Google Bard is no more. Almost exactly a year after first introducing its (rushed) efforts to challenge OpenAI’s ChatGPT, the company is retiring the name and rebranding Bard as Gemini, the name of its family of foundation models. More importantly, though, it is also now launching Gemini Ultra, its most capable large language model yet.
Gemini Ultra will be a paid experience, though. Google is making it available through a new $20 Google One tier (with a two-month-long free trial) that also includes 2TB of storage and the rest of Google’s One feature set, as well as access to Gemini in Google Workspace apps like Docs, Slides, Sheets and Meet. With that, Google will also sunset the Duet AI brand, which was mostly restricted to its AI features in Workspace, and move that to Gemini as well.
The company is also launching a new Gemini app for Android and bringing it to the Google app on iOS — and on Android, you can now replace your Google Assistant with Gemini, too. As for developers who want API access to the Ultra model, Google said it’ll have more to share in the coming weeks.
Gemini Advanced will be available in more than 150 countries and territories, but only in English for the time being. Japanese and Korean are next on the roadmap for additional languages.
Gemini Ultra 1.0
When Google first announced Gemini, it only made the Gemini Pro model widely available through Bart. Gemini Pro, Google said at the time, performed at roughly the level of GPT-3.5, but with GPT-4 widely available, that announcement felt a bit underwhelming. Back then, Google said Gemini Ultra, the flagship model, would launch to consumers in early 2024 after a round of private tests. While the company didn’t say so explicitly, the understanding at the time was already that the Ultra model would be part of a paid plan, dubbed Bart Advanced at the time and now renamed to Gemini Advanced.
“Gemini Ultra 1.0 is a model that sets the state of the art across a wide range of benchmarks across text, image, audio and video,” Google’s Sissie Hasiao said in a press conference ahead of today’s announcement. “For Google, Gemini is more than just the models. It’s really a shift in how we think about the state-of-the-art technology and the entire ecosystem that we’re building on it from products that affect billions of users, to the API’s and platforms that developers and businesses use to innovate.”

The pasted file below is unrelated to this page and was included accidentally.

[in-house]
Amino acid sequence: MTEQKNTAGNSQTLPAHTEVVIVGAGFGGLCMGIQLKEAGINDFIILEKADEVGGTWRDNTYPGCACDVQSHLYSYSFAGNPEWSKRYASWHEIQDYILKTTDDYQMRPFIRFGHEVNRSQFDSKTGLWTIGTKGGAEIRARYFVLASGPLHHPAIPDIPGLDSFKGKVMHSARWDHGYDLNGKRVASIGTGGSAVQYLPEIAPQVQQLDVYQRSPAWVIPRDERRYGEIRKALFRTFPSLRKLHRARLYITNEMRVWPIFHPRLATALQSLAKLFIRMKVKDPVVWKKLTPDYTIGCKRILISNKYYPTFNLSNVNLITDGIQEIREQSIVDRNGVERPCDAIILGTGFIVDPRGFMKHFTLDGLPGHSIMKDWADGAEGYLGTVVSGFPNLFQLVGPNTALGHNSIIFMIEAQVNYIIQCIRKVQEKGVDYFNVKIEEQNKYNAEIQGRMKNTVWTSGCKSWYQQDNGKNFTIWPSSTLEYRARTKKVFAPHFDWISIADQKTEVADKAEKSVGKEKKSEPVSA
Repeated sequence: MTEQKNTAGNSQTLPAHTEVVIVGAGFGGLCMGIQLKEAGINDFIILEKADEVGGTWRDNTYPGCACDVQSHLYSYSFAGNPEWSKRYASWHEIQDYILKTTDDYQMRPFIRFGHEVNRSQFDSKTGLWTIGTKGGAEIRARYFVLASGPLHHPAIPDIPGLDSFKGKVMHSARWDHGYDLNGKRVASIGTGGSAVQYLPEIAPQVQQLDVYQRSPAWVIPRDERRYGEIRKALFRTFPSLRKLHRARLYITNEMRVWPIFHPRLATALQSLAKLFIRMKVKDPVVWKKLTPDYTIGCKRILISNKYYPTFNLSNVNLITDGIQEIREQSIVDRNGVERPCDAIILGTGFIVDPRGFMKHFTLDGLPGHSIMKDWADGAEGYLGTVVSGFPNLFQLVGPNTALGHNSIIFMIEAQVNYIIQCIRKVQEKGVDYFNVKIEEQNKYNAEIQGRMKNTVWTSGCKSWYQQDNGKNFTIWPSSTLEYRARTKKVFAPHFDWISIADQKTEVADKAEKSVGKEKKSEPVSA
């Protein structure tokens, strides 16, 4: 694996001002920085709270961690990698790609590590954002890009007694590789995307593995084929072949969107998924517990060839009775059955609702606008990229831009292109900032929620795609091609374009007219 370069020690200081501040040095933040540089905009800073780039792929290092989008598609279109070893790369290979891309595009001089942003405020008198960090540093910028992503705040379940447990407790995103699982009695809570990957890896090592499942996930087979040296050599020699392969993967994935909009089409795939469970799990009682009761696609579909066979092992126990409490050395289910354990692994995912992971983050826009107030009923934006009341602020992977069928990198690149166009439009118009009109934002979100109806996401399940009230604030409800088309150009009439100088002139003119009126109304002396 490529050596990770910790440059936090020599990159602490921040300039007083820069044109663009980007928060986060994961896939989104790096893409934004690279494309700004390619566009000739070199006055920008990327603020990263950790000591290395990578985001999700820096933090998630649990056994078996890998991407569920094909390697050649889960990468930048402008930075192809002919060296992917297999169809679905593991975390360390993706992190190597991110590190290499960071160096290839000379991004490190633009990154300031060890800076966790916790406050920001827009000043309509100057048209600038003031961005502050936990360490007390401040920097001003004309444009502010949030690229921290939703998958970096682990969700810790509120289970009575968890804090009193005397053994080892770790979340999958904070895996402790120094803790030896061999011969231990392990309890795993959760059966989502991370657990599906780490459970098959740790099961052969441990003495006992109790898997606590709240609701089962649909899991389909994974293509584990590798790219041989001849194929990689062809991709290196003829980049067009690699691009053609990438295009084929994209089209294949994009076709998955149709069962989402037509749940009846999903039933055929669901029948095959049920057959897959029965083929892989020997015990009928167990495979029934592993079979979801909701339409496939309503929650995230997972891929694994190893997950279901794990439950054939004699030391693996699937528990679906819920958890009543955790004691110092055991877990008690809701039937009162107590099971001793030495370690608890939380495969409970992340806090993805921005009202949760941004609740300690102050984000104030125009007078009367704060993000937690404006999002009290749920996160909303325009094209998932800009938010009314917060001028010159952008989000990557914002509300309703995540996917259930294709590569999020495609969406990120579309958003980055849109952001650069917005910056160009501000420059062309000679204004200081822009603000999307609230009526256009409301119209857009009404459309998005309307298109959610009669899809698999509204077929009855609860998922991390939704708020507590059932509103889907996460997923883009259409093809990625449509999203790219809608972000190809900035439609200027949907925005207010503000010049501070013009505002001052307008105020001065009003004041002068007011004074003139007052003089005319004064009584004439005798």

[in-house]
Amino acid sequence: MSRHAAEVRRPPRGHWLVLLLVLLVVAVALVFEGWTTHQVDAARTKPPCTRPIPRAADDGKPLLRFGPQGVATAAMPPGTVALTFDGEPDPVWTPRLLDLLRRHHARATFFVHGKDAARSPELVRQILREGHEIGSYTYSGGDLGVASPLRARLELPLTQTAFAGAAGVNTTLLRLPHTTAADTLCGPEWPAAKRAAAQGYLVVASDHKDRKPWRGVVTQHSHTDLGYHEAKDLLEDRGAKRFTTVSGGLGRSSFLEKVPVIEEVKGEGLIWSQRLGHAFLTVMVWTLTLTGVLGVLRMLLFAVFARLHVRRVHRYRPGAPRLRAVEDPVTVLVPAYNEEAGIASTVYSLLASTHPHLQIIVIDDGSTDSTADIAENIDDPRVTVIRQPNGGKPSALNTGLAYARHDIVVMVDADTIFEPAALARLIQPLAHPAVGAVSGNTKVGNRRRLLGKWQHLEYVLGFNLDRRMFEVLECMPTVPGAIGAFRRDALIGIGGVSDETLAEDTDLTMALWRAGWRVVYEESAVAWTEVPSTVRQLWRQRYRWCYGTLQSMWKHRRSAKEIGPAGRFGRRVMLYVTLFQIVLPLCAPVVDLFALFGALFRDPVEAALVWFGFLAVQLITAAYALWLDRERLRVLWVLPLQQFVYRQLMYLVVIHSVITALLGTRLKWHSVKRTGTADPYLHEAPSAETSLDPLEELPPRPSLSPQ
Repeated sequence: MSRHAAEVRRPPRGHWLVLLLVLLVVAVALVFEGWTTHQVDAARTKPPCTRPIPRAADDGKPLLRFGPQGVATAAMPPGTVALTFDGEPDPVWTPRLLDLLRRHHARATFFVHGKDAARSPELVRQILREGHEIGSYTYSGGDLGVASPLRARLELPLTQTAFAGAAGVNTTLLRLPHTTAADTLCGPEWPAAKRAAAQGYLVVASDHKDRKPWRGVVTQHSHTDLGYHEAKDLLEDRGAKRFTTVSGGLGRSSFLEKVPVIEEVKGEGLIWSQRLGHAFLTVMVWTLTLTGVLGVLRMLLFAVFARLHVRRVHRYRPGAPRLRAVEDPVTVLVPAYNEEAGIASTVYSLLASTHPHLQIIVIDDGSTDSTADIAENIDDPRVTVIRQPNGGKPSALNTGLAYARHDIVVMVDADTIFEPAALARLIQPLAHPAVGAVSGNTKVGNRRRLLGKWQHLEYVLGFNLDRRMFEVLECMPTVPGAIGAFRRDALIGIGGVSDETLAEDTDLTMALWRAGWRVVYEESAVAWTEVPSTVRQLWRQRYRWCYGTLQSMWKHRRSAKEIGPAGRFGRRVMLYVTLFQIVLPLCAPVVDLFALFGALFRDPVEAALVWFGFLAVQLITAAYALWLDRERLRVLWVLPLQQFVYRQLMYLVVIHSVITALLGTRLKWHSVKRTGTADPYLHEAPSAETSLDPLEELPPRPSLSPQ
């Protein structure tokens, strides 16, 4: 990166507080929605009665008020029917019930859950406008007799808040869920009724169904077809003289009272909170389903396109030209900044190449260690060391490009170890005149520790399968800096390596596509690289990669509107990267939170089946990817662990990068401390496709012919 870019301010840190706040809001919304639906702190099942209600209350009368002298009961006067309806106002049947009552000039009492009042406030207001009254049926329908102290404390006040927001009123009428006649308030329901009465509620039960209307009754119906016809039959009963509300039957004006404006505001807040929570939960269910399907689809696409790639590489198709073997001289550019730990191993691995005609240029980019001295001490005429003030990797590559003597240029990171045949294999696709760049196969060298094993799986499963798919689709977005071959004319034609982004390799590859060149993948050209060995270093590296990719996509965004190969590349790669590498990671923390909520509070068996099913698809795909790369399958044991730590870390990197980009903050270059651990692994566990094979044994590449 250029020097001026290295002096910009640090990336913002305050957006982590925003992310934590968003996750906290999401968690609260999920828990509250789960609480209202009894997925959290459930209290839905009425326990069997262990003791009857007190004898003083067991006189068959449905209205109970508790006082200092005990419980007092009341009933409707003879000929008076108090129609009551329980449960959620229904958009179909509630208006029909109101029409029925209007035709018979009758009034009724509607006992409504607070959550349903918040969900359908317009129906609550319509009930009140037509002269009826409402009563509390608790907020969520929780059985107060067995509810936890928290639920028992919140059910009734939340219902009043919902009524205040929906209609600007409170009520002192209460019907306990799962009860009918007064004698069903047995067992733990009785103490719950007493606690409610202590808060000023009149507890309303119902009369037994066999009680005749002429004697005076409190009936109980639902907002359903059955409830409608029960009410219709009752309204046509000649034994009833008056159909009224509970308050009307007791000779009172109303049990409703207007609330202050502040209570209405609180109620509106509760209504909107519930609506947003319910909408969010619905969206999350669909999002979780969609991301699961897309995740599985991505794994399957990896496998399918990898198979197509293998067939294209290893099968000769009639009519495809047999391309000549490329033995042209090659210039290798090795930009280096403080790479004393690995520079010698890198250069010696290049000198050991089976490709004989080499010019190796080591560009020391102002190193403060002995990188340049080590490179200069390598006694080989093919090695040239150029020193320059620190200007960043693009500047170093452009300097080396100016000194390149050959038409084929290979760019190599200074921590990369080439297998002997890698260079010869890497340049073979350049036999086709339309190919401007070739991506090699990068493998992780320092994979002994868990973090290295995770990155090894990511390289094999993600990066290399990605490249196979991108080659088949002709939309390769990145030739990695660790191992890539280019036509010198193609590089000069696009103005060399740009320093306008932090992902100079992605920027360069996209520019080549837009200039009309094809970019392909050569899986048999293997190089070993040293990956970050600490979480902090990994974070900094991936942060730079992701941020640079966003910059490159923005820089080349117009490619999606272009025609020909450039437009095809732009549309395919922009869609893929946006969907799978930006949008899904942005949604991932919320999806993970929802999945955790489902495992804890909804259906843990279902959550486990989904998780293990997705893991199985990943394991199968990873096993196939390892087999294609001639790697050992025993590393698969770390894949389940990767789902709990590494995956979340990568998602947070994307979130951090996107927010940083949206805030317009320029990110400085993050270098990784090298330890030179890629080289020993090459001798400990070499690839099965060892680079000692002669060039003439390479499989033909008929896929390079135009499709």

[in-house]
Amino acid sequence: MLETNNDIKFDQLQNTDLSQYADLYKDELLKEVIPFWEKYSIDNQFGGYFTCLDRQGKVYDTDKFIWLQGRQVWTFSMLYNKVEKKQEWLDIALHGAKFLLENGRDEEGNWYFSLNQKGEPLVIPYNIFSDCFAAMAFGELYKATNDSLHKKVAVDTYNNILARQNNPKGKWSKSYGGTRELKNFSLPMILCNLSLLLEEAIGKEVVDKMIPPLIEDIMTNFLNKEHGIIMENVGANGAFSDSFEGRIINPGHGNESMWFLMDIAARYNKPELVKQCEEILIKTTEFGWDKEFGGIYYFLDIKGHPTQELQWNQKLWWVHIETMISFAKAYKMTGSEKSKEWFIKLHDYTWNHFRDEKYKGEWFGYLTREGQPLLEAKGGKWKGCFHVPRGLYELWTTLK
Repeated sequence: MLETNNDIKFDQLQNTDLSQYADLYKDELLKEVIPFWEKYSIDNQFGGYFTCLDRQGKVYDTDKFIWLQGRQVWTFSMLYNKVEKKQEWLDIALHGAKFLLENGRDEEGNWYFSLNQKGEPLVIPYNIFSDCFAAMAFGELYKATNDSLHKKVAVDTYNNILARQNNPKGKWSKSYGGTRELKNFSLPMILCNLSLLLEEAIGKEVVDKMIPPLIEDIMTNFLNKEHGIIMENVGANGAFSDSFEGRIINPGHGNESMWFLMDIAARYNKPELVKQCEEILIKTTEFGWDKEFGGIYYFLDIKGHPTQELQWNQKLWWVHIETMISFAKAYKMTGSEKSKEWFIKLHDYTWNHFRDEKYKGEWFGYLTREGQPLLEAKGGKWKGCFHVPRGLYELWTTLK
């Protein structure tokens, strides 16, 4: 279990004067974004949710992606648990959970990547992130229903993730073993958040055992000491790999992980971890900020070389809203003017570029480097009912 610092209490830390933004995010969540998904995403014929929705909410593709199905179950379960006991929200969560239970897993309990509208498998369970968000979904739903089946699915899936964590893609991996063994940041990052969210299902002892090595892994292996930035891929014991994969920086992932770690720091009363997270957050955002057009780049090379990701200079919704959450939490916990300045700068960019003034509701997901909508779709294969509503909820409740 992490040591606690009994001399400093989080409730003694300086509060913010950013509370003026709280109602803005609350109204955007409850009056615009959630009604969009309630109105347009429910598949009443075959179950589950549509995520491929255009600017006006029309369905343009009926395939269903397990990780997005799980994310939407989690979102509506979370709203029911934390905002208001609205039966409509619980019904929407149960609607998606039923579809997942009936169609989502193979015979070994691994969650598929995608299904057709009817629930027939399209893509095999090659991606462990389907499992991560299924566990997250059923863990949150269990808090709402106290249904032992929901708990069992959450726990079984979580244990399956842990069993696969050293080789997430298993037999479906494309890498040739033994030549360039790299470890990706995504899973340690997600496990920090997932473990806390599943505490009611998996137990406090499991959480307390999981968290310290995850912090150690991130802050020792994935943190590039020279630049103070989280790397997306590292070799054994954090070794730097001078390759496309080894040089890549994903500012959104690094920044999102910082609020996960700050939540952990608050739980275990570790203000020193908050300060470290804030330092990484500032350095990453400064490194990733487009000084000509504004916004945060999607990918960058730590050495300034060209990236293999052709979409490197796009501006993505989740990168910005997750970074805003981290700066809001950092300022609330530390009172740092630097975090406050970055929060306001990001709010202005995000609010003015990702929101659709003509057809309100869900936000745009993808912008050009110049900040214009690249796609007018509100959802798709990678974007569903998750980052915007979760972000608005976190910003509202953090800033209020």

Hasiao also noted that to reflect that its most advanced technology is at the core of Bart, Google decided to rename it to Gemini (though If Google, with its enormous branding expertise, ever decides to launch a more capable model and wants to call it Aries instead of Gemini Ultra Super Pro Max 3.0, who knows what it’ll call Bard then). And while Google touts Bard’s scores with users, many early users surely never returned after it provided middling results, making a rebrand almost a necessity.
Bard had already switched to Gemini Pro, so for free users, there won’t be any major changes here. Those who opt to pay for Gemini Advanced, though, will get access to the Gemini Ultra 1.0 model. As for how good Gemini Ultra 1.0 really is, we’ll have to try it out ourselves. Google itself was rather vague about its capabilities during this week’s press conference.
“With access to our Ultra 1.0 model, Gemini Advanced is far more capable at highly complex tasks with a range of applications like coding, logical reasoning, following nuanced instructions and creative collaboration, amongst many others,” Hasiao explained. “Not only does Gemini Advanced allow you to write longer prompts, it can also better understand the context of your previous prompts.” Gemini Ultra 1.0, it is worth noting, is also multi-model, which allows you to engage in conversations about images, for example.
As for Gemini Advanced, which is currently the only way to get access to Ultra 1.0, users will have to sign up for the new $20 Google One AI Premium plan. This plan includes all of the benefits of the existing Google One Premium plan (2TB of storage, exclusive Google Photos editing features, Google Meet premium video features and Google Calendar’s enhanced appointment scheduling). In addition, they will get access to the more advanced model wherever Gemini is available. Soon, they will also get access to Gemini in Google Workspace, which will likely be a Microsoft Copilot-like experience, though Google didn’t want to provide any details about this yet.
$20 per month is currently the going price for most advanced AI chat tools, including ChatGPT. Google has an advantage here in that it can layer these additional features on top of it without incurring too much of an extra cost (the margins on these existing Google One storage plans are probably quite sizable already, after all).
One nice bonus here: even if you’re already a Google One subscriber, you’ll also get the free two-month trial if you upgrade to the new AI Premium plan.